SHIJIAZHUANG, Oct. 12 (Xinhua) -- An old stone tablet recording a tax reduction was recently discovered in northern China's Hebei Province, according to local authorities.
Dating back to the Qing Dynasty (1644-1912), the tablet was set up in 1845 and was unearthed in Yanli Township, Nanhe County.
Measuring 95 cm in height, 52 cm in width and 16 cm in thickness, the 174-year-old tablet has a 263-word inscription carved on the surface.
The inscription recorded in detail that after the Opium War, local villagers struggled with heavy taxation and poverty. They reported their hardship to governmental departments, and the local county head later decided to cut taxes for the people.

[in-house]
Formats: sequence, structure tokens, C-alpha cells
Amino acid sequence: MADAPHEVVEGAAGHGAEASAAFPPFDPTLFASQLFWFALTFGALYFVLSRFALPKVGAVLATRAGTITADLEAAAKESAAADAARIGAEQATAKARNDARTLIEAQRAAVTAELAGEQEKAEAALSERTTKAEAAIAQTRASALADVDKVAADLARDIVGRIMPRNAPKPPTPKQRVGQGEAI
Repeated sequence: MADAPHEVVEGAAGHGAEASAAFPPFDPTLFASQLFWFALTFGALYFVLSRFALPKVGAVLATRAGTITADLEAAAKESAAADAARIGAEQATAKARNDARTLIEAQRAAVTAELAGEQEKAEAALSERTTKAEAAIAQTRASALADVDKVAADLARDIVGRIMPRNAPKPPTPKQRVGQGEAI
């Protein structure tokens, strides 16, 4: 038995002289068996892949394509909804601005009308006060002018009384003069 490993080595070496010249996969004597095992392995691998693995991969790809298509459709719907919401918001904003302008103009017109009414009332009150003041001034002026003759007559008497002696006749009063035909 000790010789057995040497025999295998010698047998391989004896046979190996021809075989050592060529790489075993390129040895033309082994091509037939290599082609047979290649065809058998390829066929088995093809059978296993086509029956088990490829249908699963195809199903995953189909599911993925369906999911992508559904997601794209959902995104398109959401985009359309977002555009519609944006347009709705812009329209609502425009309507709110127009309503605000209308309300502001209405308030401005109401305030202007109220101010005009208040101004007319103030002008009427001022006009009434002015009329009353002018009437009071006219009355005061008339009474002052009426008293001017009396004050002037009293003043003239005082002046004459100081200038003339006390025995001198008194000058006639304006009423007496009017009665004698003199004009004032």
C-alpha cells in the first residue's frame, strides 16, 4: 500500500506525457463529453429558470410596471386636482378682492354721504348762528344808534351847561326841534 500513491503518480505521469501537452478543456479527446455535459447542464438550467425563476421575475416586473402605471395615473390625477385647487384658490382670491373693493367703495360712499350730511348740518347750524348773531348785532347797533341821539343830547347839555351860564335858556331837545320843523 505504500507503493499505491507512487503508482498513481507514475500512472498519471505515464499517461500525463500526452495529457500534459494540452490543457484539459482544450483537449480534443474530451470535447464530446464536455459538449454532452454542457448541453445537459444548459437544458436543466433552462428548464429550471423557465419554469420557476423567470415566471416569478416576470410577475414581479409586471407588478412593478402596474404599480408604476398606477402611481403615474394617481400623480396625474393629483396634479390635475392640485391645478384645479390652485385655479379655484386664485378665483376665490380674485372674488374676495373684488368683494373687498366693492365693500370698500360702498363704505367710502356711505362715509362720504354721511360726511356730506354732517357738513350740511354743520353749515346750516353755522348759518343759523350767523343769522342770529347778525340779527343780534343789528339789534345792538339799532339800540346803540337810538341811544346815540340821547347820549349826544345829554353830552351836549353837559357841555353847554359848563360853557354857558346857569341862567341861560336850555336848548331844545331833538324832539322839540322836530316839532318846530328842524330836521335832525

Lan Jianhui, a historian, said after the Opium War, the Qing government signed the unequal Treaty of Nanjing with Britain in 1842. The huge compensation increased the financial burden of the Qing government, which was transferred to the people at the same time.
"The discovery of this stone tablet is of great historical value for the study of the civil administration, social and economic situation and the class contradictions in Hebei after the Opium War," Lan said.